- “Dennettian Panpsychism” and the convergences between panpsychism and materialist monisms (together against dualism)
- “There’s no consciousness but information processing” vs. “Consciousness is just what information processing is”
- The challenges of terminology re: consciousness
- “Illusionism feels like it’s left something out re: my experience”
- “If I weren’t a panpsychist I might well be a materialist of some fairly aggressive sort.” Other panpsychists prefer dualism as a second option
- “Woo” vs. more materialistic versions of panpsychism
1:01:36 Philosophy and The Future
- Human psychology
- Supernaturalism and anthropocentrism as “kryptonite” for otherwise careful thinkers
- “There are a lot of vegan philosophers”
- Intellectual workers need to be able to disconnect from real-life implications. That can be valuable but it can also block positive behaviour changes
- “The history of progressive movements is full of people who endorse high-sounding ideas but that need a push when it comes to acting”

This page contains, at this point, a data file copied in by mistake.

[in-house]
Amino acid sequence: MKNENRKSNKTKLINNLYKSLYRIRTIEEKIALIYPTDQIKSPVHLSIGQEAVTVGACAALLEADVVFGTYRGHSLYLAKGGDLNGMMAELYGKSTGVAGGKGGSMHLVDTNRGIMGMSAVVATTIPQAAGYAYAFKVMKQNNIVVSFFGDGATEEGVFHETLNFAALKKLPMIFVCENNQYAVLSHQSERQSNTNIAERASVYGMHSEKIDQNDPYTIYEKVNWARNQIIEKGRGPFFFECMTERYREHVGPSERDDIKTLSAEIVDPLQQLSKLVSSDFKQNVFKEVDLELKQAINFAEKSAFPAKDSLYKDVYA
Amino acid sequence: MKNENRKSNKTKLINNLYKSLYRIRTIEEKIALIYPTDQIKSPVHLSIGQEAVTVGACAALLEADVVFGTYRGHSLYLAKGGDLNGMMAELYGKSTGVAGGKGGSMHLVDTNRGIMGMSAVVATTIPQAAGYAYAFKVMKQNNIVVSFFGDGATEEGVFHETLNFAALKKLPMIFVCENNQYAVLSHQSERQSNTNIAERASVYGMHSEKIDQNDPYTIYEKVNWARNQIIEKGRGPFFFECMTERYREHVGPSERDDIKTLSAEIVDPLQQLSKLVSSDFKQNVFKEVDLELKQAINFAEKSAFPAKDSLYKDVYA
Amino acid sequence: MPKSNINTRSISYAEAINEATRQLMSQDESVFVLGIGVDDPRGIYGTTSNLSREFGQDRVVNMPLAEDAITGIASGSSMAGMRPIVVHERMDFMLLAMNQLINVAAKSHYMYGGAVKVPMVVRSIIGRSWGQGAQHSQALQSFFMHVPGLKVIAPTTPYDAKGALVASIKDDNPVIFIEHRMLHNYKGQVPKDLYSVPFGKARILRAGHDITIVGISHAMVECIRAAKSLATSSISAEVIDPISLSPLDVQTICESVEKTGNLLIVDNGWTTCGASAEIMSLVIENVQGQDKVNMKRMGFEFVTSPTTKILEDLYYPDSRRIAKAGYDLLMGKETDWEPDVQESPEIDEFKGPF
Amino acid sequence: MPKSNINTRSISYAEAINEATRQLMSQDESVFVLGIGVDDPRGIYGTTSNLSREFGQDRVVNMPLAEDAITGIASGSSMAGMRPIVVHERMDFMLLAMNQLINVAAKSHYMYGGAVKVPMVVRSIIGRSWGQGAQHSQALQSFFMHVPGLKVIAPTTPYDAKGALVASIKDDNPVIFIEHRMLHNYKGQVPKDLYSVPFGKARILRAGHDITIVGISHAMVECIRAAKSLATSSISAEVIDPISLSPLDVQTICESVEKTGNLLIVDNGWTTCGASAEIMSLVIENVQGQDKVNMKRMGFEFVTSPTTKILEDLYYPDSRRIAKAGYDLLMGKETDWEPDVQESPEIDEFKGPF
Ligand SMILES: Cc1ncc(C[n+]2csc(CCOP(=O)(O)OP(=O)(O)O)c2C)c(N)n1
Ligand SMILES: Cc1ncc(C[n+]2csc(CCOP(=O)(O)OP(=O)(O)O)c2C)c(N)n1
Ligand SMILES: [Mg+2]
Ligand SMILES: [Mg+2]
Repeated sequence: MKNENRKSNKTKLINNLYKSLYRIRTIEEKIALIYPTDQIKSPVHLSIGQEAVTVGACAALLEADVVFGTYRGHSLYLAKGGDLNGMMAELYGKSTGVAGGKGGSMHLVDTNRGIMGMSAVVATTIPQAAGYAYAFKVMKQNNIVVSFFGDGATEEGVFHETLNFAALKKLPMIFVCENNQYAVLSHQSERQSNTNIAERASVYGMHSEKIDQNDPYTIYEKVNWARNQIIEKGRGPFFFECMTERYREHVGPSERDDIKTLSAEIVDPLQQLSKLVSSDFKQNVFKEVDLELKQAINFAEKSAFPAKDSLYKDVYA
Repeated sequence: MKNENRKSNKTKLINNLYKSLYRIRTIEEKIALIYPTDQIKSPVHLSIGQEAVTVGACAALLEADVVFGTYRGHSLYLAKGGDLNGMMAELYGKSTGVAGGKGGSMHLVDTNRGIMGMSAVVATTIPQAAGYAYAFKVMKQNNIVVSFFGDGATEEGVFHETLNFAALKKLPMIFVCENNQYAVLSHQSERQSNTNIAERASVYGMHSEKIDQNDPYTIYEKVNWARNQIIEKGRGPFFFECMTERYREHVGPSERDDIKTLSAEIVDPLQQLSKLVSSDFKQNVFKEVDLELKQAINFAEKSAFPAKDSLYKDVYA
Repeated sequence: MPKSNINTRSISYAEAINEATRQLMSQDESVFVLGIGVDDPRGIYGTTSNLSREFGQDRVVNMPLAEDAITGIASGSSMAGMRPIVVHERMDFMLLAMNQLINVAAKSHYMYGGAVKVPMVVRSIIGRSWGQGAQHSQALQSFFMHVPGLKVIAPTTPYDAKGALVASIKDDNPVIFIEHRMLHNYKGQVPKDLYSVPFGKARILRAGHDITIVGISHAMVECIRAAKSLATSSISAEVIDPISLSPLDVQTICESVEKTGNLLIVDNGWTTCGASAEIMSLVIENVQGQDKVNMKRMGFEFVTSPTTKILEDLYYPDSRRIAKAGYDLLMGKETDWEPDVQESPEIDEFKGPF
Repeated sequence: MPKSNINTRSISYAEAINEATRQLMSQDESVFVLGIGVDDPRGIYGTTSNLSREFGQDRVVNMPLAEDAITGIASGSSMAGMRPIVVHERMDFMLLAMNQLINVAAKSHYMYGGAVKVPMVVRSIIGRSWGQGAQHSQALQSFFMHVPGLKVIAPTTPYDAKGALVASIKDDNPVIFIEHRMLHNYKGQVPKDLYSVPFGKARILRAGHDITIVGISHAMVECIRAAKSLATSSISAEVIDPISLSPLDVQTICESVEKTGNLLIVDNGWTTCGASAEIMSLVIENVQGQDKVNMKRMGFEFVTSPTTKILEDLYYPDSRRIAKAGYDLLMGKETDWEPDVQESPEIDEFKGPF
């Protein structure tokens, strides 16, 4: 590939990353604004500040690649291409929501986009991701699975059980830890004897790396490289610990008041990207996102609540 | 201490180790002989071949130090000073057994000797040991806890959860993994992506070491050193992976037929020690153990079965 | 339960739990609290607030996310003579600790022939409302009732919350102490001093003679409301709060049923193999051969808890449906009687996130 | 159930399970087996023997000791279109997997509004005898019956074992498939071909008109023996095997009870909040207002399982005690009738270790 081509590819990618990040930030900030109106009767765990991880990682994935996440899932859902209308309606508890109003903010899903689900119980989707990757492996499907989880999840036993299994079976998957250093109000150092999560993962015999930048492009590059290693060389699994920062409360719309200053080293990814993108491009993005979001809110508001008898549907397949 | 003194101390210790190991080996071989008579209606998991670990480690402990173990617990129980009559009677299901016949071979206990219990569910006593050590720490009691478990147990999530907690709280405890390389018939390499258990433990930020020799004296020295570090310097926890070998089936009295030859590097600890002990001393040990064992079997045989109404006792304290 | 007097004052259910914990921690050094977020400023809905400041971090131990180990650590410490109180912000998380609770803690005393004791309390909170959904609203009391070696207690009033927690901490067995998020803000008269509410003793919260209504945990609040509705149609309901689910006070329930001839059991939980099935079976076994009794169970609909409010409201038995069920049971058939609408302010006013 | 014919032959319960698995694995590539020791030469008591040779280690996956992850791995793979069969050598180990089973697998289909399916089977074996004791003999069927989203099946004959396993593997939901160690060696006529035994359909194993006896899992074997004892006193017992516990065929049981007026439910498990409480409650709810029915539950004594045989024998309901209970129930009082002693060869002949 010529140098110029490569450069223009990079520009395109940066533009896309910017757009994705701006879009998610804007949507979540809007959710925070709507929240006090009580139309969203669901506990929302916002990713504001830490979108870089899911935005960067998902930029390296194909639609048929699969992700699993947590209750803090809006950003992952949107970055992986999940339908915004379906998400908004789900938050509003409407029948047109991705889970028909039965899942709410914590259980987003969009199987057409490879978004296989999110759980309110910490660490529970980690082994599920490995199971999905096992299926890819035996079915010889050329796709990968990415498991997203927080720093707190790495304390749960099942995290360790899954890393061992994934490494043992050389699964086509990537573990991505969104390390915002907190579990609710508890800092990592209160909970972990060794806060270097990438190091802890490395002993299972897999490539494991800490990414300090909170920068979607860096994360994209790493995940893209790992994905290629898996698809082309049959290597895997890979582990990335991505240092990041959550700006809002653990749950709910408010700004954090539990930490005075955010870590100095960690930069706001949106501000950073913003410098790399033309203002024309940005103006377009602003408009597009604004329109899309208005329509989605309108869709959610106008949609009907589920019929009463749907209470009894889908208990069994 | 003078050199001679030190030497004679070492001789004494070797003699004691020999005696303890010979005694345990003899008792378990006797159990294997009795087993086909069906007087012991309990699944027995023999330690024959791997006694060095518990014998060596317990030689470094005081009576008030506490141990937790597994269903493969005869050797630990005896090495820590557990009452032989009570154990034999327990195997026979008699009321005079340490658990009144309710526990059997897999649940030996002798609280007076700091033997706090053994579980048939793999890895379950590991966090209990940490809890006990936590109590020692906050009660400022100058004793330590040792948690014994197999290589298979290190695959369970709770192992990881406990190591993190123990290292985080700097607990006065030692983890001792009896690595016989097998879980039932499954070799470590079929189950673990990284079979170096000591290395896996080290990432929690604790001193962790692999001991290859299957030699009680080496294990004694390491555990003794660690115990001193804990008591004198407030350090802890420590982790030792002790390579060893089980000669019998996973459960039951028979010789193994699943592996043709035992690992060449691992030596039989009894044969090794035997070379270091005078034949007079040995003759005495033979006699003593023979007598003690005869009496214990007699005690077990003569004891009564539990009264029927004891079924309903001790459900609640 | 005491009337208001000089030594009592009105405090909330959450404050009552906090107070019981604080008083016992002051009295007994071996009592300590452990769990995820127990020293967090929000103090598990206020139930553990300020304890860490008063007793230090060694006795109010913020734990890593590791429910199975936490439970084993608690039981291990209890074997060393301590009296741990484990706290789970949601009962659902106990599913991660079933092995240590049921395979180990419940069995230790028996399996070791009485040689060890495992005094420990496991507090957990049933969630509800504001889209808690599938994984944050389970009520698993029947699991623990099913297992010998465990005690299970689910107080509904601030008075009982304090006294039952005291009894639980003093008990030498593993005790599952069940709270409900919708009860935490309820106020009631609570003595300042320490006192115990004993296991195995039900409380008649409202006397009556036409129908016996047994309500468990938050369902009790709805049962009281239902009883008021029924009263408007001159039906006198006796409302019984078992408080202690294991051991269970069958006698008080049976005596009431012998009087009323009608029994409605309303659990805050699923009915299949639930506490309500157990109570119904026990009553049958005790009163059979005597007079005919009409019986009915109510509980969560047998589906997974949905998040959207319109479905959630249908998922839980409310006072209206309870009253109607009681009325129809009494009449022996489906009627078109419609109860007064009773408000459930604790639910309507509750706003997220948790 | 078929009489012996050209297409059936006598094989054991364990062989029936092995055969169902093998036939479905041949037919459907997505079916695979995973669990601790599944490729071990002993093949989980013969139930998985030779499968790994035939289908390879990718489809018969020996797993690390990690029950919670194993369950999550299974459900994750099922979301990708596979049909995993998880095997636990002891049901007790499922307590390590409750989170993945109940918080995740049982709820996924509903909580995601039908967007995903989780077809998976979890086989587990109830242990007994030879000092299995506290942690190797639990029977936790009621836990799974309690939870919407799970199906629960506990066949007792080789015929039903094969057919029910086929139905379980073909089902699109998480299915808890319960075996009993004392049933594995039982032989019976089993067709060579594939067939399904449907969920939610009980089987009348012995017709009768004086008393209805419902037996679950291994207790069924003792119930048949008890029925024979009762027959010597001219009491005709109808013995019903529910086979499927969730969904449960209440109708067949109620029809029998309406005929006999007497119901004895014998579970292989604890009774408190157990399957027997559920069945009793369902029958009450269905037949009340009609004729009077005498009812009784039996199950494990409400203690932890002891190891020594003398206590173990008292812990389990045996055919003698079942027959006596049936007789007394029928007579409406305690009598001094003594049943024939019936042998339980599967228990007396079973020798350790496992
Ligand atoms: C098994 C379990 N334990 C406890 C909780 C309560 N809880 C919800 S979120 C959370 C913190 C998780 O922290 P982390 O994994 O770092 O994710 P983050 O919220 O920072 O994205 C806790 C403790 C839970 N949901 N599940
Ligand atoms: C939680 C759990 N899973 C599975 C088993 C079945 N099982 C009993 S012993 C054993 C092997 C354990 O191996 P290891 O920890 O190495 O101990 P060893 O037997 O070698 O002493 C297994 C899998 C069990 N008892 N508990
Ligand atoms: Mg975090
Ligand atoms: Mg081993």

- Animal liberation is really hard because there’s no one who both can advocate and has a self-interested stake – that makes progress slower
- Justice, solidarity and co-operation – facilitated by tech progress and higher standards of living and interpersonal connection
- Optimistic about the long-run, but we might not have a “long-run”
- If humans manage to get it to get to solve collective action problems (e.g. climate change) in time…
- Otherwise, environmental and resource pressure could dangerously undercut co-operation
- Populism, authoritarianism, nationalism, Trump and Netanyahu. Are we re-playing a lot of early 20th century history? Capitalist over-optimism leads to a collapse and reacitonary, even fascist movements?
- Capitalism is in some ways an improvement – but it also has a potential for global control and subsuming our social functions within it
- The danger of becoming too enamoured with the idea of progress per se. We need to see the real risks of new scientific ideologies. E.g. Eugenics was conceived as a positive idea, then used for horrific ends
- We need to struggle for empathy, equality and liberation
- Listen to those who are being oppressed, often through the intersections of different oppressions
- The need for a combination of naturalism and sentiocentric compassion
- “Majestic Equality” – “High ideals can easily be very empty if they’re not informed by attention to people’s concrete social position.”
Sentientism is “Evidence, reason & compassion for all sentient beings.” More at sentientism.info. Join Luke on our “I’m a Sentientist” wall using this simple form.
Everyone, Sentientist or not, is welcome in our groups. The biggest so far is here on FaceBook. Come join us!
Thanks Graham for the post-production.